Asian spirits producers have seen their products increasing in popularity as consumers widen their tastes and look for new inspiration. Nicola Carruthers finds out how brands are capitalising on this interest in their drinks.
*This feature was originally published in the May 2021 issue of The Spirits Business
Asian spirits are gaining traction across the world, as consumers seek to explore new flavours and drinking experiences. Countries such as China, Hong Kong and Singapore have long been seen as attractive markets for producers, and investment from big players is also being pumped into new distilleries.
The allure of Asian spirits has seen producers increasingly release products commonly associated with the West, such as gin, vodka and rum. We’ve also seen distillers outside of Asia unveil variations on Asian spirits such as baijiu and shōchū.
Distillers in Japan, Vietnam, Singapore and India have sought to tap into the global thirst for gin worldwide with their own take on the spirit, infusing local botanicals and using innovative production methods.
One of the early pioneers of Japanese gin is Kyoto Distillery, producer of ultra-premium brand Ki No Bi, which opened in 2016 as Japan’s first dedicated gin distillery. Marcin Miller, co-founder, said the distillery was born out of a love of Japan and ultra-premium spirits. “If you delve into the history of Japanese spirits specifically, they have for a long time made versions of Western spirits,” explains Miller.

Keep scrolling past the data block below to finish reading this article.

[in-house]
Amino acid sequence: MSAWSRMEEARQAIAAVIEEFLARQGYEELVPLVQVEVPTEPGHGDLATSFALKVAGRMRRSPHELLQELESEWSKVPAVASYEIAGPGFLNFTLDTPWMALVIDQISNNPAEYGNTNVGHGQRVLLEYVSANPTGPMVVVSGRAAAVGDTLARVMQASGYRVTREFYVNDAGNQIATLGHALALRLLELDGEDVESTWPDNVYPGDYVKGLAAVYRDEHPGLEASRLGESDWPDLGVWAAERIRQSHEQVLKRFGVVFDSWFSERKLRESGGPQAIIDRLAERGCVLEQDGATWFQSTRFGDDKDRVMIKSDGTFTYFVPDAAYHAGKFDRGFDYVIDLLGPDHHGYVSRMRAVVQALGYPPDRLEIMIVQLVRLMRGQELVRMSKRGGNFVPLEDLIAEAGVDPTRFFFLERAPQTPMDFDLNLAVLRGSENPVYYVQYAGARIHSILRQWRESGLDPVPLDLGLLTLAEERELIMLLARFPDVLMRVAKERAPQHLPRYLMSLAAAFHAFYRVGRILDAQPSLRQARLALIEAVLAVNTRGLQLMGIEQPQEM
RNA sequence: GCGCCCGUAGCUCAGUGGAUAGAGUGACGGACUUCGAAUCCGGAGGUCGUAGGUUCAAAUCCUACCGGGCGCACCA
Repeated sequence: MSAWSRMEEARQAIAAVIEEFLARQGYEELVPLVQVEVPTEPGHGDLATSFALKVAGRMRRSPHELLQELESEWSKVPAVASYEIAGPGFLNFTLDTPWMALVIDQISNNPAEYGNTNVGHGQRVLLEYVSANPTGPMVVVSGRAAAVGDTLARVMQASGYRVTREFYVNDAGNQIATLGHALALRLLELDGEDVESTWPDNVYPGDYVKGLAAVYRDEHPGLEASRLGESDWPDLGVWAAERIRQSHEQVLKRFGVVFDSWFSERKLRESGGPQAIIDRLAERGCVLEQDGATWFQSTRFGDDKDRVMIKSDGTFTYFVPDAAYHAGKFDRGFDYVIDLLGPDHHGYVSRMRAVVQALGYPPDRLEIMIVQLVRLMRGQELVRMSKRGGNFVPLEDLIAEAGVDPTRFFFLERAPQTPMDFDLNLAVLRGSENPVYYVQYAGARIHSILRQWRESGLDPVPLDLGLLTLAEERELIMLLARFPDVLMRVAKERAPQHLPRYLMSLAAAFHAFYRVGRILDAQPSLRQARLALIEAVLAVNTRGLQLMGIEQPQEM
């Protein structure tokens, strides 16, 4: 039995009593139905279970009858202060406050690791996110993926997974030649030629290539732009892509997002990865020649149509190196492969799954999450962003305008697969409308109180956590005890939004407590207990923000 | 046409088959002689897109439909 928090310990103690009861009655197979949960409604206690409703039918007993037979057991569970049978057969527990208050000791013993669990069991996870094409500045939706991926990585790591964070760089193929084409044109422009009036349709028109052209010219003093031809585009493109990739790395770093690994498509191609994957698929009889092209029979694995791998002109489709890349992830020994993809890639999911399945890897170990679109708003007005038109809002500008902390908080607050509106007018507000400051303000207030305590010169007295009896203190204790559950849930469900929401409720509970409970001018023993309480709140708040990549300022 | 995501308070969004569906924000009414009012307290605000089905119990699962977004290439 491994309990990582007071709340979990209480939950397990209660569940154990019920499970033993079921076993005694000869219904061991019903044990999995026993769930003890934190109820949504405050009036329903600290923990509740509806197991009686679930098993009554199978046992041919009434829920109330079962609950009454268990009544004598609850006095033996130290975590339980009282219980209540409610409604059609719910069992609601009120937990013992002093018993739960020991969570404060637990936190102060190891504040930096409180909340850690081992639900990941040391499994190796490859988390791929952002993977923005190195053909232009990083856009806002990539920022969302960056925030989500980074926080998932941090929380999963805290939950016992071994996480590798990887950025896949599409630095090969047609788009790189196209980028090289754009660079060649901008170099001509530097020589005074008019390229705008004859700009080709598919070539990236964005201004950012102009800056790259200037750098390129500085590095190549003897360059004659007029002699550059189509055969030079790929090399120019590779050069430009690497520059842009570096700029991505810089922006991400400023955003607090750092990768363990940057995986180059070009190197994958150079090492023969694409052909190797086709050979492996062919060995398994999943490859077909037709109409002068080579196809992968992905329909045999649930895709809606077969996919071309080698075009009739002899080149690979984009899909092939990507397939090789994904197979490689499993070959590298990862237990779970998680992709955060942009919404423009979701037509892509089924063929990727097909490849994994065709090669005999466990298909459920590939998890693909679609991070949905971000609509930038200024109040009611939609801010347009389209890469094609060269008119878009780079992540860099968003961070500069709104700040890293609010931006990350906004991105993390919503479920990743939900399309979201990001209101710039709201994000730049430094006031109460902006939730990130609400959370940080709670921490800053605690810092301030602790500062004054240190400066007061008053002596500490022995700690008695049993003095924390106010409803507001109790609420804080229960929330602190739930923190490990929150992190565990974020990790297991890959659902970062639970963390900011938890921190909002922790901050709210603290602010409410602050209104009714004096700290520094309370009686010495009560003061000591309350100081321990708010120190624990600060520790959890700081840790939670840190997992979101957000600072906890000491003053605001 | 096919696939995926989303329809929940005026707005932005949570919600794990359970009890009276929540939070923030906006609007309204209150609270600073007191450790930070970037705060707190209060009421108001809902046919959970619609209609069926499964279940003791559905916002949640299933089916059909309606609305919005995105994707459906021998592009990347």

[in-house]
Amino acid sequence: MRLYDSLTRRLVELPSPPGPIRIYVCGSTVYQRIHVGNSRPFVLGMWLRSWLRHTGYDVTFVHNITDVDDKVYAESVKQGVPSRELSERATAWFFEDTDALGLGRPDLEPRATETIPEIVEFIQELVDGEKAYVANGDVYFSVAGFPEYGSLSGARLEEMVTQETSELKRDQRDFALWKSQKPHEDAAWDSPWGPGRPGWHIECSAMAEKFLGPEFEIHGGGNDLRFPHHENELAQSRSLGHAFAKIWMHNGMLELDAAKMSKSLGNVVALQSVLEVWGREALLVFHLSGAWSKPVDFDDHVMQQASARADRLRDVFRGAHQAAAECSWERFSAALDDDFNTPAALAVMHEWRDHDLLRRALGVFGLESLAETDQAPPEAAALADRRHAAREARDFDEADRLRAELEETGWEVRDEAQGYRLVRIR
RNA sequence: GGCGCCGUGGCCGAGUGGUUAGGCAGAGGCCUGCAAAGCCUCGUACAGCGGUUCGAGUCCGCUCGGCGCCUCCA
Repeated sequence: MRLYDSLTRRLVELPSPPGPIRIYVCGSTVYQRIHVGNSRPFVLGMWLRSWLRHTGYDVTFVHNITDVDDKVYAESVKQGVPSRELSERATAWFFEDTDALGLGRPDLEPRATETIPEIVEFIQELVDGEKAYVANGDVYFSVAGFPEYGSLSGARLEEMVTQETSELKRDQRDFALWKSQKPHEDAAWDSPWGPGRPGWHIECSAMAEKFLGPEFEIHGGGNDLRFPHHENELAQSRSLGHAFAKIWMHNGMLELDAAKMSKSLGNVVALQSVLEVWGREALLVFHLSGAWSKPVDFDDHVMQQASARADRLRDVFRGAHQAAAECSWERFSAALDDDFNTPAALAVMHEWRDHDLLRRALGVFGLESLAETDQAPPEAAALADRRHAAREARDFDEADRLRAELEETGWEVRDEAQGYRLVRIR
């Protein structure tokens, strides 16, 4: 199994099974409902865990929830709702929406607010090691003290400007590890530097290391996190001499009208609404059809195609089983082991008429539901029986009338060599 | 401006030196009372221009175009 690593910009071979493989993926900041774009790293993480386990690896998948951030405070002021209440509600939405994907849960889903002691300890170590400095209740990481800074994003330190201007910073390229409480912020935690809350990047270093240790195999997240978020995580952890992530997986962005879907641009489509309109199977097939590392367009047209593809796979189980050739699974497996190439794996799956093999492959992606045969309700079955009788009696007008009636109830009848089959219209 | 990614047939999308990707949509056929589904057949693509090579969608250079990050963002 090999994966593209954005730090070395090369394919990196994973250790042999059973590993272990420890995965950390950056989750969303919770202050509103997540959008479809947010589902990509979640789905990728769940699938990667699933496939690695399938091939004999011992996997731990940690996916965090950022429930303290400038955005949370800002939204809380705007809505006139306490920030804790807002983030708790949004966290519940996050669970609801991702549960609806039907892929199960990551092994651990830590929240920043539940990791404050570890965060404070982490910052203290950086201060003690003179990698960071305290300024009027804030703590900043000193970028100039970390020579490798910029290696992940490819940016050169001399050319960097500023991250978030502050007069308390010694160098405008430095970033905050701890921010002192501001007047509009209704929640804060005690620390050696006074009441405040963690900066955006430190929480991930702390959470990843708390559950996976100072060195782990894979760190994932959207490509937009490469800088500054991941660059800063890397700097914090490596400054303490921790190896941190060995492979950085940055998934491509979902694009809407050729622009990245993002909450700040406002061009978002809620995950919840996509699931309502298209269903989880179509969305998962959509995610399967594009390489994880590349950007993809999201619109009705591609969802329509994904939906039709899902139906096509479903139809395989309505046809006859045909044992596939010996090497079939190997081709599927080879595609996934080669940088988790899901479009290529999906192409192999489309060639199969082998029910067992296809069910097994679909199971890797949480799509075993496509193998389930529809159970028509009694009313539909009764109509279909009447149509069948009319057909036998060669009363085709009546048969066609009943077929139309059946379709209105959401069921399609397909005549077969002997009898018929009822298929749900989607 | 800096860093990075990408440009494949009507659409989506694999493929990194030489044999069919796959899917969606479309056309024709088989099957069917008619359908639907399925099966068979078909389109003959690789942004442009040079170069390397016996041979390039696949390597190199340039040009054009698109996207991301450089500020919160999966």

Kyoto Distillery’s first product, Ki No Bi, was released in August 2016. The range has since expanded with Ki No Tea, developed in partnership with tea blender Horii Shichimeien, and Ki No Bi Navy Strength.
The producer is also planning to release a 29.5% ABV sloe gin, called Ki No Bai, made with plums. Miller says the distillery is “committed to gin” and won’t branch into other spirits such as whisky. “No other distiller in Japan has built a distillery for the production of gin. That’s a really significant point because we’re showing commitment.”
The potential for Japanese gin also saw major players jump on the bandwagon, including Beam Suntory. The producer released Japanese gin Roku in May 2017, which is made with six Japanese botanicals: cherry blossom, cherry leaves, green tea (sencha), refined green tea (gyokuro), Japanese pepper and yuzu, alongside eight more traditional gin botanicals.